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The Effects of Coronavirus/COVID-19 on Child Custody


Child custody was already a complicated matter before the coronavirus/COVID-19 pandemic made it dangerous for some parents to divide time spent with a child. The coronavirus has changed the landscape of parenting time and visitation orders with safety measures such as lockdowns and stay-at-home rules. Families now have to consider new challenges when dividing custody between households in a divorce case.

Greater Collaboration Between Parents

Divorced parents have had to come together more than ever for the sake of their children during the coronavirus pandemic. For many families, it has not been a viable option to continue following a judge’s child custody arrangement without communicating new concerns and issues. Many families have had to change the way they do things to protect the safety of their children, such as limiting the number of transitions between two households. Transparent communication between spouses has been integral.

If you are a divorced co-parent during the pandemic, do your best to communicate openly and effectively with both your ex and your child. Voice your concerns if you have fears or anxieties about your child’s safety. Do not, however, take custody into your own hands. You do not have the legal right to change a custody agreement. You and your spouse must agree to an alteration together or you must obtain a court order from a judge. Open communication is key to maintaining a child custody and visitation agreement that works for everyone in these unprecedented times.

Use of Technology to Bridge the Gap

Families with the greatest concerns about the coronavirus and child custody are often dealing with issues such as one parent being an essential worker who is at an increased risk of contracting the virus, or a parent who is vulnerable to the virus not being able to risk in-person visits with a child. If your circumstances prevent you and your ex-spouse from sharing in-person time with your child the way you used to with your custody agreement, turn to technology to bridge the gap.

Many families are using videoconferencing tools such as Zoom, Skype and Facetime to allow parents to see their children while social distancing. Consider whether digital visitation is the right option for your family if you are worried about the risk of contracting the virus with in-person parenting time. Communicate with your ex-spouse to make sure he or she is on the same page. If you refuse to let your co-parent see your child without a court order, or vice versa, this can lead to being held in contempt of court, with consequences such as potential jail time.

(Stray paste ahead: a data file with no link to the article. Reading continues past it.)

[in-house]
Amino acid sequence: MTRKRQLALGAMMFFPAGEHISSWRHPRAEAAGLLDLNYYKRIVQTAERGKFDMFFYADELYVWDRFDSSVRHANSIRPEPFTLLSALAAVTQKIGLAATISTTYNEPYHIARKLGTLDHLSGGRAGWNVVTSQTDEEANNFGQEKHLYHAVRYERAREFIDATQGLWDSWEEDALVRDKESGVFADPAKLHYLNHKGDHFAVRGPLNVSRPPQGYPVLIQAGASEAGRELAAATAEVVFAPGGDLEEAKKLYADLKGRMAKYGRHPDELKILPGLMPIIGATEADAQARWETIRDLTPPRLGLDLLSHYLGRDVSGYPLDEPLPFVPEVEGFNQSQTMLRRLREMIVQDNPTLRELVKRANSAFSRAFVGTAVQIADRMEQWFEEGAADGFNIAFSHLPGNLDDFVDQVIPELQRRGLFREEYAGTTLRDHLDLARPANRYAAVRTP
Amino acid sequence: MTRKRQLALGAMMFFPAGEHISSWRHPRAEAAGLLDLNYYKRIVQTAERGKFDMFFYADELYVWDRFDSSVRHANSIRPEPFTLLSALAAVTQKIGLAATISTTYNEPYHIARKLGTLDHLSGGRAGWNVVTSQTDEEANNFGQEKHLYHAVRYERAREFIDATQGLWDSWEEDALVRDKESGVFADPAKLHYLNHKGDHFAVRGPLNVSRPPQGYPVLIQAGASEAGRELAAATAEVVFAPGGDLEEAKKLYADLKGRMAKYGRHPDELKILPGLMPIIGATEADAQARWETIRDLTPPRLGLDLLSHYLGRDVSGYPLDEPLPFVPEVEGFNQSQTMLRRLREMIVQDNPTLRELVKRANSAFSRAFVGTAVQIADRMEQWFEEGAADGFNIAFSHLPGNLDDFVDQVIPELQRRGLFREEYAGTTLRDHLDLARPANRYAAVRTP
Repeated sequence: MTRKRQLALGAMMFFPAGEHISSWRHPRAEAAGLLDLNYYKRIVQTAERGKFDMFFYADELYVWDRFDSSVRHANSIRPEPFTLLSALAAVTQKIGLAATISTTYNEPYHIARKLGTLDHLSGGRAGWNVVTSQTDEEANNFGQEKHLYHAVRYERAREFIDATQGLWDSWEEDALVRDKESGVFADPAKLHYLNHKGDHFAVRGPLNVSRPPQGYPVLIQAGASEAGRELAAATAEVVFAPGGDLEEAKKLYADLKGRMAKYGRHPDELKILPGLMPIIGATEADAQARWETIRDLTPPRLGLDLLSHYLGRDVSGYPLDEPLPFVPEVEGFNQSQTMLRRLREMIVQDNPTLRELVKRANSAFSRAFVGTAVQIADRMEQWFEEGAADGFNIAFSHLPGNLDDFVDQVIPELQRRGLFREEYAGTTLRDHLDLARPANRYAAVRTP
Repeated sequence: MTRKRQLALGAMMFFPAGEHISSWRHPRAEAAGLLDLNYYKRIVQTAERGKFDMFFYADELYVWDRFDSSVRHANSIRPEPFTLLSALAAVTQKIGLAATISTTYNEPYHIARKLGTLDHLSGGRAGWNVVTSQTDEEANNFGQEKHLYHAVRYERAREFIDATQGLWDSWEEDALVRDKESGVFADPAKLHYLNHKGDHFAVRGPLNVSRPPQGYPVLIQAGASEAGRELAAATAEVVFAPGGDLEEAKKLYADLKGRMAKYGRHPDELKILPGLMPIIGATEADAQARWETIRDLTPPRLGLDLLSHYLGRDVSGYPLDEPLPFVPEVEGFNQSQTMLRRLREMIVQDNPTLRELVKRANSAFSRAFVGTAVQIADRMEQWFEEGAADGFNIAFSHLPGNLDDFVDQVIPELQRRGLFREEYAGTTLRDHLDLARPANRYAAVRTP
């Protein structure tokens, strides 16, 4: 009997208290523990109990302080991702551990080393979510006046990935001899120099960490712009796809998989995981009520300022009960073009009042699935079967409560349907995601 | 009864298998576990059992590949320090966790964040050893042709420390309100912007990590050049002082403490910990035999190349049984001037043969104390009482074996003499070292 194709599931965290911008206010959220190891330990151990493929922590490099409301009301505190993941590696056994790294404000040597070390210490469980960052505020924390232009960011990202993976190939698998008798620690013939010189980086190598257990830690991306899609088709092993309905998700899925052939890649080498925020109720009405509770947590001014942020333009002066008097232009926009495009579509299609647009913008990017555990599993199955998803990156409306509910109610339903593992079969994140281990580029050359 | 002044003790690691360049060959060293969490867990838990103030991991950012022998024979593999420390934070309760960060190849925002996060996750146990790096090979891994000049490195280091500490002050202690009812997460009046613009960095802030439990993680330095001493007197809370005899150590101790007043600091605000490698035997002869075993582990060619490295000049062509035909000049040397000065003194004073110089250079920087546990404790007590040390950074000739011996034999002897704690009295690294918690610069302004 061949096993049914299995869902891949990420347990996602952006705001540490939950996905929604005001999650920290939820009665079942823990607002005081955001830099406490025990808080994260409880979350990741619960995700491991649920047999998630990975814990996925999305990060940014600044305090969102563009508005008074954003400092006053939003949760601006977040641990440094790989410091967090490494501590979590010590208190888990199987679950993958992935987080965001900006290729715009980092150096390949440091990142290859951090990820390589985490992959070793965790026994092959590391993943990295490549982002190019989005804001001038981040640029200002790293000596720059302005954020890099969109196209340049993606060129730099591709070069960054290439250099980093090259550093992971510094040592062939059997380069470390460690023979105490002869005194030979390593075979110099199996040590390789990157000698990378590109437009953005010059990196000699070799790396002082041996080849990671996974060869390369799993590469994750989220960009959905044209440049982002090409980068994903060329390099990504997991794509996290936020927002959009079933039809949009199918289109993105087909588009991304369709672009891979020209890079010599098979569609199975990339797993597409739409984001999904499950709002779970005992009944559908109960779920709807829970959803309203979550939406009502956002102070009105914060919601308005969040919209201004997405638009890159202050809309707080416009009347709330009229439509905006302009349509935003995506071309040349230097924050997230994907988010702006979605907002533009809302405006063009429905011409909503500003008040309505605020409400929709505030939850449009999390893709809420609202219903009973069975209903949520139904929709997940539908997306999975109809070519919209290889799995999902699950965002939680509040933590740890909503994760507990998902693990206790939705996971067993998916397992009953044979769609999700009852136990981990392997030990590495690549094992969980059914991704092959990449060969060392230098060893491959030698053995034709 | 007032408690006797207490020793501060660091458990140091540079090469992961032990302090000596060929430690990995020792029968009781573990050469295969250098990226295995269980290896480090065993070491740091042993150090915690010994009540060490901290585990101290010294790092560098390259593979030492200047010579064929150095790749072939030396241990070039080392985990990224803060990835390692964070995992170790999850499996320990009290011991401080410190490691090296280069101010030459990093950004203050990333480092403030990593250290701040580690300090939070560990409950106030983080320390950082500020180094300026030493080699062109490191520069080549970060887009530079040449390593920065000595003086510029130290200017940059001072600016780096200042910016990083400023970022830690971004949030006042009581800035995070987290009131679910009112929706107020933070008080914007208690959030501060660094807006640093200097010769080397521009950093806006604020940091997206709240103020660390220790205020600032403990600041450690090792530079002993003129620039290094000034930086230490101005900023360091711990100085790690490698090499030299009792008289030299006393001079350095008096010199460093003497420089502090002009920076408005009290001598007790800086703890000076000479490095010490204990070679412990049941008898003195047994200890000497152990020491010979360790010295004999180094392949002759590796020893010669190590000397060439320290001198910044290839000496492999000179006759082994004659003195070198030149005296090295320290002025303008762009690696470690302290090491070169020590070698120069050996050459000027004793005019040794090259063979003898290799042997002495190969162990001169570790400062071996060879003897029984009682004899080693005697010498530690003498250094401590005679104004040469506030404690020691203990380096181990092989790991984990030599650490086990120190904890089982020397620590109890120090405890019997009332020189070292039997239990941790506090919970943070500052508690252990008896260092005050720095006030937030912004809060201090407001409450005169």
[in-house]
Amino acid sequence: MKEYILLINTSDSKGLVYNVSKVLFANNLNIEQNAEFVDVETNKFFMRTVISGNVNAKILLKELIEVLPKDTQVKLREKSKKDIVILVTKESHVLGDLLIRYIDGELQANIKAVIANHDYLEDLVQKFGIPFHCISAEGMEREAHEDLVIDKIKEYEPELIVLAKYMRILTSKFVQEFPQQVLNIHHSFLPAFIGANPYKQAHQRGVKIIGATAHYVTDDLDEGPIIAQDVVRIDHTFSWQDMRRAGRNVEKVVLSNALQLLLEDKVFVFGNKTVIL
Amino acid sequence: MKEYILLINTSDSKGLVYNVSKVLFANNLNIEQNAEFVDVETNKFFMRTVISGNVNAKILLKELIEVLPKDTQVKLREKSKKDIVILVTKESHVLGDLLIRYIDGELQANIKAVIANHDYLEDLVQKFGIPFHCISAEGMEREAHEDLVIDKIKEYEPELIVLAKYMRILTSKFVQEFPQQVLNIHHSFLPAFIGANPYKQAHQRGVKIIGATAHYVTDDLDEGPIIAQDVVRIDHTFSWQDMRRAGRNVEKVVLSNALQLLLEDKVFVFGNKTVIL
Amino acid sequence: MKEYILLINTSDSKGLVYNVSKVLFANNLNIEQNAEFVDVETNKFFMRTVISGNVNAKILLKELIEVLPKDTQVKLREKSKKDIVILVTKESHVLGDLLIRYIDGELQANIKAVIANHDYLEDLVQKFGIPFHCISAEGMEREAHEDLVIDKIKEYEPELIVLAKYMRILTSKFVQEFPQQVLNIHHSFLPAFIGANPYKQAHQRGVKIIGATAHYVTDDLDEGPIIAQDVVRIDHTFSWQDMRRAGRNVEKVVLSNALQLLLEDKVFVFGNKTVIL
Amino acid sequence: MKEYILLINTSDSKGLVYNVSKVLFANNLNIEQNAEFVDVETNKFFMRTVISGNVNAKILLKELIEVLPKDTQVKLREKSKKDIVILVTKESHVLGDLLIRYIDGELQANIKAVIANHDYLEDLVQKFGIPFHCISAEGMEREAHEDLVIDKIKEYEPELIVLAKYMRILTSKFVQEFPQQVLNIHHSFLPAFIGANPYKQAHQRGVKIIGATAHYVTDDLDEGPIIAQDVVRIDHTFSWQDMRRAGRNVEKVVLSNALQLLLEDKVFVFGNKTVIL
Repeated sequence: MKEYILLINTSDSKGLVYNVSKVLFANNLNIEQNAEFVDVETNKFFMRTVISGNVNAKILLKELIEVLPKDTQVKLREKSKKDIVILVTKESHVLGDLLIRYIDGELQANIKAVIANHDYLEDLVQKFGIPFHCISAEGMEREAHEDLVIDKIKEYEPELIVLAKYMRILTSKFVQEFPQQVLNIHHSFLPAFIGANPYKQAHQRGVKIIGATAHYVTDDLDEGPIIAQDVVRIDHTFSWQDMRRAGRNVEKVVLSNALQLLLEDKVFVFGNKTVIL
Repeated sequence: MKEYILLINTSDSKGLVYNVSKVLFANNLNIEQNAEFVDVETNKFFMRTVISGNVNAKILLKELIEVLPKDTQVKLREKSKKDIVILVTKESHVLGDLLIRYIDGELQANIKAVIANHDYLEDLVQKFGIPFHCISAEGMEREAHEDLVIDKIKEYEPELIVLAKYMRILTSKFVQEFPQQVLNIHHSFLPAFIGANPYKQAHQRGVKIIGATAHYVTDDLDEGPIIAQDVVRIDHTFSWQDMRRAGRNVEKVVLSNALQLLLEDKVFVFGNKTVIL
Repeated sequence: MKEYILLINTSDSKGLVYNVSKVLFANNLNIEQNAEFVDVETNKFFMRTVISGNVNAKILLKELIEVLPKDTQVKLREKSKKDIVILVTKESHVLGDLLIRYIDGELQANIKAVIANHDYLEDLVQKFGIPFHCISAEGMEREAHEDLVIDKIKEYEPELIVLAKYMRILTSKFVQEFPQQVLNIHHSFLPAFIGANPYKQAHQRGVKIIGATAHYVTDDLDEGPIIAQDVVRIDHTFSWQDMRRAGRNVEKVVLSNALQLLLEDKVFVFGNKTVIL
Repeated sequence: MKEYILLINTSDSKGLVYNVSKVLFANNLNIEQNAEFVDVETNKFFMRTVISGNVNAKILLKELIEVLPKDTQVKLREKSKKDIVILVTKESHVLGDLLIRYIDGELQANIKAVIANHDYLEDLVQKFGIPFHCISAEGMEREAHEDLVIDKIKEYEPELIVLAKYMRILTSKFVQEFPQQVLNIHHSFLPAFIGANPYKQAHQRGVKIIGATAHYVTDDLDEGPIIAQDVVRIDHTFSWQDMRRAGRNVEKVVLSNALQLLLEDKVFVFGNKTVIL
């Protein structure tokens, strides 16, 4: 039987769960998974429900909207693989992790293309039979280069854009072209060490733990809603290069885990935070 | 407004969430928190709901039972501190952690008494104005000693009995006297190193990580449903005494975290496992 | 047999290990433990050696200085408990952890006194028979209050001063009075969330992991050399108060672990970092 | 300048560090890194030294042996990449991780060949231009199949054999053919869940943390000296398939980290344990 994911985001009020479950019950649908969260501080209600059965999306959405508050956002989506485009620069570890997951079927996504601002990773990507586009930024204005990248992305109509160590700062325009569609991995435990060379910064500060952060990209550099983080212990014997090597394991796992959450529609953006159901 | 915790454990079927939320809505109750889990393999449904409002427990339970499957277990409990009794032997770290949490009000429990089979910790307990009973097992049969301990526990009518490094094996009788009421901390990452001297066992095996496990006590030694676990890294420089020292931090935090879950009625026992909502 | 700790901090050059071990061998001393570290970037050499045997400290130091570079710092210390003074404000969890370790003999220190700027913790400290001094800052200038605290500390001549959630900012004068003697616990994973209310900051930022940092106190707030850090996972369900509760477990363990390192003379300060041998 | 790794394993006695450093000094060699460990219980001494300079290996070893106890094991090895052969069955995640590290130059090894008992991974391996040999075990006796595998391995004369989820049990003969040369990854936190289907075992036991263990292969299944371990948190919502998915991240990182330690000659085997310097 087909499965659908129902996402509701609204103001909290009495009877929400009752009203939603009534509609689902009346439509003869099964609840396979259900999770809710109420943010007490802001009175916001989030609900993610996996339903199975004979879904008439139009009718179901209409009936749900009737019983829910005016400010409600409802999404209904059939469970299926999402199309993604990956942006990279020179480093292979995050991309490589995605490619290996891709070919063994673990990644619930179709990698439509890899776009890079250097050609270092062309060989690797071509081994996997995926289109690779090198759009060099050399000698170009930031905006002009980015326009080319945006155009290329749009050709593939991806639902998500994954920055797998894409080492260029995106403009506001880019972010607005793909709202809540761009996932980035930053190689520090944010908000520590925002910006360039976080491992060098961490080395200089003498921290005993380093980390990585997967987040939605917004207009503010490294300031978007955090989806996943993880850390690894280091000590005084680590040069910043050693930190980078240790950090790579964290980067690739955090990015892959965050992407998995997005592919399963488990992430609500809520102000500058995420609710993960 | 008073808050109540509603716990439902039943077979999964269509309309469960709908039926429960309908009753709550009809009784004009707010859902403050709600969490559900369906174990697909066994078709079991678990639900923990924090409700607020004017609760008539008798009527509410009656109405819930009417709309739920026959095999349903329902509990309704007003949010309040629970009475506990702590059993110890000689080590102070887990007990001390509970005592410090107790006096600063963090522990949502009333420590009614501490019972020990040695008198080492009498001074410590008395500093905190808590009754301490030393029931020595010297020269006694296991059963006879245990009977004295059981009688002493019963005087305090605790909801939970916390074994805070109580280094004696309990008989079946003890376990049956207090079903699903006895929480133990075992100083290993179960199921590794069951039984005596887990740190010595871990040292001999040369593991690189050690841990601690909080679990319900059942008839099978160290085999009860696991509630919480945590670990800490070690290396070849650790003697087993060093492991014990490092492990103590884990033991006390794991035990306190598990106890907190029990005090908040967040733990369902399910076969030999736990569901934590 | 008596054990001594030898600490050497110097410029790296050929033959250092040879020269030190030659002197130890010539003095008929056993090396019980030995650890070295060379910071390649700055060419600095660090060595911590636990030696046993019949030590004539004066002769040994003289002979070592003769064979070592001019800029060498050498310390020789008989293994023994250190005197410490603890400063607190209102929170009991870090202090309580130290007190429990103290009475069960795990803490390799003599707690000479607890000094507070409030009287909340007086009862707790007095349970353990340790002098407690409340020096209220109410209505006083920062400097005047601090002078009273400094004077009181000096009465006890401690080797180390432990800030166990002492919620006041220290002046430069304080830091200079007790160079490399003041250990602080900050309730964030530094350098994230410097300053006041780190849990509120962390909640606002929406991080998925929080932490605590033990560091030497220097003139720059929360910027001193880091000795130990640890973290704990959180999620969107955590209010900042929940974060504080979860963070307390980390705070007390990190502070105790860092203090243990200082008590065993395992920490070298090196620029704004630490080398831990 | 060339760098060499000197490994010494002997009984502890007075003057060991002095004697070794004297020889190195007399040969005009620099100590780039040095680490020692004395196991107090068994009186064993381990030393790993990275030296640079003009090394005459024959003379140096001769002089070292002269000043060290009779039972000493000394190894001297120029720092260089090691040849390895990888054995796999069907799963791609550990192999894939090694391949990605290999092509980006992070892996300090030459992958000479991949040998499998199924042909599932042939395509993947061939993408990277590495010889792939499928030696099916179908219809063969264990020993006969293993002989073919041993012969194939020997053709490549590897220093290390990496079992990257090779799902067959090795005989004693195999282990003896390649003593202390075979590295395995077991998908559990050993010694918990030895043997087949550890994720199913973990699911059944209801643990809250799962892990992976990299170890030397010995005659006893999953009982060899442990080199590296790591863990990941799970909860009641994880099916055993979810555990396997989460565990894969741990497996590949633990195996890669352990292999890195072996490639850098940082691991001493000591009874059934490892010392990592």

What About a Pre-Existing Court Order?

If you fear for your child’s safety with COVID-19, you can file for an emergency modification to your custody agreement. You cannot modify custody without permission from a judge. The law in Colorado obligates you and your ex-spouse to follow the court-ordered child custody and visitation agreement already in place before COVID-19. If your family is concerned about sharing time between households, such as concerns about exposing a child with special needs or health conditions to the virus, you can file a new motion with the court to restrict your ex-spouses parenting time.

To change a custody agreement during the pandemic, you will need to prove that your co-parent has either tested positive to the coronavirus or that he or she poses a high risk of danger due to his or her occupation. Judges in Colorado decide on changes to custody agreements ordered pre-coronavirus on a case-by-case basis. If you need help protecting your child during the coronavirus/COVID-19 pandemic by altering a child custody order or if you need assistance going up against a spouse who is withholding custody, contact an attorney in Fort Collins for advice.

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